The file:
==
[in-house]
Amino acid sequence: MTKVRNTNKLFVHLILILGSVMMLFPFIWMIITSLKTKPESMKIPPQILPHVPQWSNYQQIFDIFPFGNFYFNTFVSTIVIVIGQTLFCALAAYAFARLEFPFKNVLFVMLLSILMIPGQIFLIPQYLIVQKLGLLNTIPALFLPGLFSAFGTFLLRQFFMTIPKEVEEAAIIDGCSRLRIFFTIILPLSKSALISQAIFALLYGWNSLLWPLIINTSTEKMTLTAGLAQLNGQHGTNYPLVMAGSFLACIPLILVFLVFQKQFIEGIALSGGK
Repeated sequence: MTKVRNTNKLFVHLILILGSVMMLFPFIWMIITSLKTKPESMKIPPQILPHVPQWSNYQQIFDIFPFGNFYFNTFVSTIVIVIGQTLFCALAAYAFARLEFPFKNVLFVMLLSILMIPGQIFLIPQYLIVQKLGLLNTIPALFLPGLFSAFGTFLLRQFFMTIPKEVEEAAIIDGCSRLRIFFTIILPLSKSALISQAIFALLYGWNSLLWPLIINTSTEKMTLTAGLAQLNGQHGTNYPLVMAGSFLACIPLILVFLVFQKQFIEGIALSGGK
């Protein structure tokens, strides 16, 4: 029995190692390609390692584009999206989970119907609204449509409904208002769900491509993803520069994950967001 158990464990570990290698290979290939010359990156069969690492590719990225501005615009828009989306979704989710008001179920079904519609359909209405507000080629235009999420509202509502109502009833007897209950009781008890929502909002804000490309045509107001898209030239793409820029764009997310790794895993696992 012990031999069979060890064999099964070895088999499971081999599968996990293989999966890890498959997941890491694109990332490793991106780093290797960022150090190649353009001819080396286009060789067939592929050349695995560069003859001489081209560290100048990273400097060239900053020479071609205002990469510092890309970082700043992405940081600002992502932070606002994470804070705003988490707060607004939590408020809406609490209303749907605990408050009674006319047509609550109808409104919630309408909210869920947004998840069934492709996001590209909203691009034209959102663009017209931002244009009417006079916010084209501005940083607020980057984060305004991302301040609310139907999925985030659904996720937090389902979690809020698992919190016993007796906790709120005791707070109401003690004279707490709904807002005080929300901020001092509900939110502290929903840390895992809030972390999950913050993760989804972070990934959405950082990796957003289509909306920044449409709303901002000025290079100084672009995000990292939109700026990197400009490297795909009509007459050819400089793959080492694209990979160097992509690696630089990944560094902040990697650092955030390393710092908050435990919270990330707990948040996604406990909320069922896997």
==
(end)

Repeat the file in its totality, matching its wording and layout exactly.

[in-house]
Amino acid sequence: MTKVRNTNKLFVHLILILGSVMMLFPFIWMIITSLKTKPESMKIPPQILPHVPQWSNYQQIFDIFPFGNFYFNTFVSTIVIVIGQTLFCALAAYAFARLEFPFKNVLFVMLLSILMIPGQIFLIPQYLIVQKLGLLNTIPALFLPGLFSAFGTFLLRQFFMTIPKEVEEAAIIDGCSRLRIFFTIILPLSKSALISQAIFALLYGWNSLLWPLIINTSTEKMTLTAGLAQLNGQHGTNYPLVMAGSFLACIPLILVFLVFQKQFIEGIALSGGK
Repeated sequence: MTKVRNTNKLFVHLILILGSVMMLFPFIWMIITSLKTKPESMKIPPQILPHVPQWSNYQQIFDIFPFGNFYFNTFVSTIVIVIGQTLFCALAAYAFARLEFPFKNVLFVMLLSILMIPGQIFLIPQYLIVQKLGLLNTIPALFLPGLFSAFGTFLLRQFFMTIPKEVEEAAIIDGCSRLRIFFTIILPLSKSALISQAIFALLYGWNSLLWPLIINTSTEKMTLTAGLAQLNGQHGTNYPLVMAGSFLACIPLILVFLVFQKQFIEGIALSGGK
């Protein structure tokens, strides 16, 4: 029995190692390609390692584009999206989970119907609204449509409904208002769900491509993803520069994950967001 158990464990570990290698290979290939010359990156069969690492590719990225501005615009828009989306979704989710008001179920079904519609359909209405507000080629235009999420509202509502109502009833007897209950009781008890929502909002804000490309045509107001898209030239793409820029764009997310790794895993696992 012990031999069979060890064999099964070895088999499971081999599968996990293989999966890890498959997941890491694109990332490793991106780093290797960022150090190649353009001819080396286009060789067939592929050349695995560069003859001489081209560290100048990273400097060239900053020479071609205002990469510092890309970082700043992405940081600002992502932070606002994470804070705003988490707060607004939590408020809406609490209303749907605990408050009674006319047509609550109808409104919630309408909210869920947004998840069934492709996001590209909203691009034209959102663009017209931002244009009417006079916010084209501005940083607020980057984060305004991302301040609310139907999925985030659904996720937090389902979690809020698992919190016993007796906790709120005791707070109401003690004279707490709904807002005080929300901020001092509900939110502290929903840390895992809030972390999950913050993760989804972070990934959405950082990796957003289509909306920044449409709303901002000025290079100084672009995000990292939109700026990197400009490297795909009509007459050819400089793959080492694209990979160097992509690696630089990944560094902040990697650092955030390393710092908050435990919270990330707990948040996604406990909320069922896997």